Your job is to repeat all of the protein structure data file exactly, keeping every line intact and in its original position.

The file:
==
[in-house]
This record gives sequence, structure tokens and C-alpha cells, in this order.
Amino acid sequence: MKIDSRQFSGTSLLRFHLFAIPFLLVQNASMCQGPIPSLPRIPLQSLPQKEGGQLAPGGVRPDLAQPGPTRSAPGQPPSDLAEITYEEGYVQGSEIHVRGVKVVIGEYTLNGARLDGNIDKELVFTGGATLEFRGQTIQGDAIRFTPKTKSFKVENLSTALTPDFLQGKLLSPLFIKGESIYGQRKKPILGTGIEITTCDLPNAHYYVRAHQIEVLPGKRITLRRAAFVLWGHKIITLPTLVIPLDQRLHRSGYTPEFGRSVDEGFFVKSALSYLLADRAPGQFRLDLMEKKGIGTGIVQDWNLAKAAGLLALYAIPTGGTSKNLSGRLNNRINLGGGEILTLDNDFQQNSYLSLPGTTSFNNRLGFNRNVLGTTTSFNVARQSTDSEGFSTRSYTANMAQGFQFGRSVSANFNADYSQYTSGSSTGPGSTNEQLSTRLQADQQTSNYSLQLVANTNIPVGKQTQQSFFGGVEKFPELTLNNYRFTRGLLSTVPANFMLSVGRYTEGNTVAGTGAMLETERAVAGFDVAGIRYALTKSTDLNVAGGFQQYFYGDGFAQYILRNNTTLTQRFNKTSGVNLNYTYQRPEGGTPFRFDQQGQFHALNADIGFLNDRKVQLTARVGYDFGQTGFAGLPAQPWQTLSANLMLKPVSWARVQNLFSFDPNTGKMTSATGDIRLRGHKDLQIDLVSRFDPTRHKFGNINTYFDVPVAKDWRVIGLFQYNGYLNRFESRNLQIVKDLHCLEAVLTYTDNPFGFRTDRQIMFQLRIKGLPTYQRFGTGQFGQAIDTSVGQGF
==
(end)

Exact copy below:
[in-house]
This record gives sequence, structure tokens and C-alpha cells, in this order.
Amino acid sequence: MKIDSRQFSGTSLLRFHLFAIPFLLVQNASMCQGPIPSLPRIPLQSLPQKEGGQLAPGGVRPDLAQPGPTRSAPGQPPSDLAEITYEEGYVQGSEIHVRGVKVVIGEYTLNGARLDGNIDKELVFTGGATLEFRGQTIQGDAIRFTPKTKSFKVENLSTALTPDFLQGKLLSPLFIKGESIYGQRKKPILGTGIEITTCDLPNAHYYVRAHQIEVLPGKRITLRRAAFVLWGHKIITLPTLVIPLDQRLHRSGYTPEFGRSVDEGFFVKSALSYLLADRAPGQFRLDLMEKKGIGTGIVQDWNLAKAAGLLALYAIPTGGTSKNLSGRLNNRINLGGGEILTLDNDFQQNSYLSLPGTTSFNNRLGFNRNVLGTTTSFNVARQSTDSEGFSTRSYTANMAQGFQFGRSVSANFNADYSQYTSGSSTGPGSTNEQLSTRLQADQQTSNYSLQLVANTNIPVGKQTQQSFFGGVEKFPELTLNNYRFTRGLLSTVPANFMLSVGRYTEGNTVAGTGAMLETERAVAGFDVAGIRYALTKSTDLNVAGGFQQYFYGDGFAQYILRNNTTLTQRFNKTSGVNLNYTYQRPEGGTPFRFDQQGQFHALNADIGFLNDRKVQLTARVGYDFGQTGFAGLPAQPWQTLSANLMLKPVSWARVQNLFSFDPNTGKMTSATGDIRLRGHKDLQIDLVSRFDPTRHKFGNINTYFDVPVAKDWRVIGLFQYNGYLNRFESRNLQIVKDLHCLEAVLTYTDNPFGFRTDRQIMFQLRIKGLPTYQRFGTGQFGQAIDTSVGQGF